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Why I Don’t Read Empirical Studies About Psychotherapy

The analogy between anxiety and scurvy does not stand up to scrutiny.

As psychology bends over to scoop up the dollars that manage to slip by pharmaceutical companies and health insurers, the necessity of entry into the medical establishment for access to that money has led to a call for “evidence-based treatment” and “empirically-supported therapies.” Responsiveness to evidence was the great leap forward in medicine. Many people thought, for example, that consuming citrus fruit would prevent scurvy, but it was not until 1747, in the first ever clinical trial, that this was proven. The field of medicine being populated by, well, people, it took several decades for the idea of an evidence-based approach to catch on. A practitioner could avoid all sorts of trouble by doing what Aristotle or some other luminary said to do, as opposed to worrying about what works. In 1799, George Washington’s physicians bled him to death because, even though he was obviously suffering from the lack of blood, it was the accepted treatment.

Unfortunately for those who prefer simple treatments, psychological disorders are rarely simple. The analogy between depression and a virus, between anxiety and a strain of bacteria, does not stand up to scrutiny; every depression is different and context-specific. Clinical trials for psychological disorders cannot infect randomly selected people with the disorders, a crucial step in the proof that penicillin works, and it is impossible to construct a double-blind study in which the therapists don’t know what sort of treatment they are actually providing. Outcome measures in medical research involve, for example, inspecting blood samples for the presence of the virus or scans for the sizes of tumors. In psychology, outcome studies typically involve asking patients if they feel better, disregarding any motivations the patient might have to answer one way or another.

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Most published studies in the social sciences are simply incorrect (Ioannidis, 2005). The reasons have to do in large part with Bayesian probabilities, in that unlikely findings are more publishable, and low pre-existing base rates work against the findings standing up over time. Publishability also underlies other sources of error, including especially flexibility in research designs (since researchers are not as careful as they might be if their career goals could wait for them to get it right), researching hot topics (since a larger number of studies is likely to create more false positives), and bias (since positive findings enhance the researcher’s career in a way that negative findings do not). To this list, Shedler (2002) adds that clinical researchers are pressured by tenure considerations and then by granting agencies to get results quickly, leading to an examination of shorter and easily coded treatments. He also notes the hostility that researchers often feel toward clinicians who are trained and experienced in ways the researchers are not. How many clinical researchers have put in the 10,000 hours with feedback that it takes to get really good at something? Many researchers respond by scoffing at the idea that there is anything to get good at.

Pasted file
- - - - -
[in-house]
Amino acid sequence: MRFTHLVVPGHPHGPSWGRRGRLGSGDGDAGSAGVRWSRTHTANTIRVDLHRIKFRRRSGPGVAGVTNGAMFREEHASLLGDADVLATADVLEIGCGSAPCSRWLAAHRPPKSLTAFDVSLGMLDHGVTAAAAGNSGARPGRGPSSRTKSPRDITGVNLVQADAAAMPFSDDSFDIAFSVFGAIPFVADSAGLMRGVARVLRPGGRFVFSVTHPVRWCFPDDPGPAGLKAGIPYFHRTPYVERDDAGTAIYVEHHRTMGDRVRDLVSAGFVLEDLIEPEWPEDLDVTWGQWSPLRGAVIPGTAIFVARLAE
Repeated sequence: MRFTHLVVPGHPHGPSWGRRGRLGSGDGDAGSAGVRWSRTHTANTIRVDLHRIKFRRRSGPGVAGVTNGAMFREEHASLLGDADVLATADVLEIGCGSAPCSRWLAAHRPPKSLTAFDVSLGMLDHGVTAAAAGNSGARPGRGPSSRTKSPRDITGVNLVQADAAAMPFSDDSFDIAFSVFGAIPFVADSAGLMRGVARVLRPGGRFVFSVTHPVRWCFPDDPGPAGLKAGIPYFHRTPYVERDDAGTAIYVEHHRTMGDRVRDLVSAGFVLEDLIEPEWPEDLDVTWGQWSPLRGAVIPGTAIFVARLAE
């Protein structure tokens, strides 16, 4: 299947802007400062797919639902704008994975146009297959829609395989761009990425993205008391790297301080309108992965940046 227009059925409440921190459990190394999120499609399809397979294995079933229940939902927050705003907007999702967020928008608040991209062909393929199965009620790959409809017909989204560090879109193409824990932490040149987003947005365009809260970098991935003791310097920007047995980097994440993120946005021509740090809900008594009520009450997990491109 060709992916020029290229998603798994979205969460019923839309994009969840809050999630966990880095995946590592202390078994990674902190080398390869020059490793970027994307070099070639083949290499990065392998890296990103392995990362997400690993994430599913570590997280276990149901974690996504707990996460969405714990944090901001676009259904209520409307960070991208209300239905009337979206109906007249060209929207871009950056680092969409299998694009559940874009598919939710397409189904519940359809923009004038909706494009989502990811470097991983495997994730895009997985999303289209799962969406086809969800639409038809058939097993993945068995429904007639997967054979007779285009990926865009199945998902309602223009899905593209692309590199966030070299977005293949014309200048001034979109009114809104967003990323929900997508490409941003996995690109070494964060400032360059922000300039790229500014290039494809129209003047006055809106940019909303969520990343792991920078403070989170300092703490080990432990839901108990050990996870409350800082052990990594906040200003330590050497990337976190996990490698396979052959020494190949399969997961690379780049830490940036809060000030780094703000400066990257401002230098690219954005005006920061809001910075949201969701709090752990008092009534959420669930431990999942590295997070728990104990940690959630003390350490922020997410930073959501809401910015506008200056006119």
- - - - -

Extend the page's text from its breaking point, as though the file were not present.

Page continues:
Researchers and even clinicians get recognition for developing something new (usually referred to by a three-letter acronym) rather than refining what is already known. A good example is the behavioristic development of FAP (functional analytic psychotherapy), which is an exact replica of psychoanalytic therapy in the 1970s; it disdains psychoanalytic thinking and has to wait for behaviorists to discover on their own what is already known about transference, framing, and intersubjectivity. Research on FAP outcomes will imply that psychoanalytic treatment is not evidenced based, even though it will be psychoanalytic principles (in different clothing) that this research supports. (I’m a behaviorist, by the way.)

One of strangest perversions arising from applying a medical model of validation to psychological treatments is the insistence that empirically-supported treatments follow a manual. Presumably, this is to insure that the treatment claiming validation is the treatment that was actually provided. The idea is that the therapist’s knowledge of psychology, wisdom about life, and empathy for the client are all irrelevant, while surely these are the three qualities you’d most want in your own therapist.

The push for an “evidence base,” inappropriate to the kinds of problems psychologists address, also leads to a conformity of practice, turning us from chefs into sous-chefs, following treatment regimens as if they were recipes. The danger is that we will lose our ability to innovate and to base our work on understanding rather than on manuals. To remind yourself of the fallibility of research evidence, you might keep in mind that the only treatment relevant to our field that has won a Nobel Prize is the lobotomy.

Ioannidis, J.P.A. (2005). Why most published research findings are false. PLoS Med, 2(8): e124. doi:10.1371/journal.pmed.0020124.

Shedler, J. (2002). Why scientist-practitioner schism won’t go way. National Psychologist, July/August.


Mostly reprinted from The Colorado Psychologist.

Michael Karson, Ph.D., is a professor of psychology at the University of Denver.

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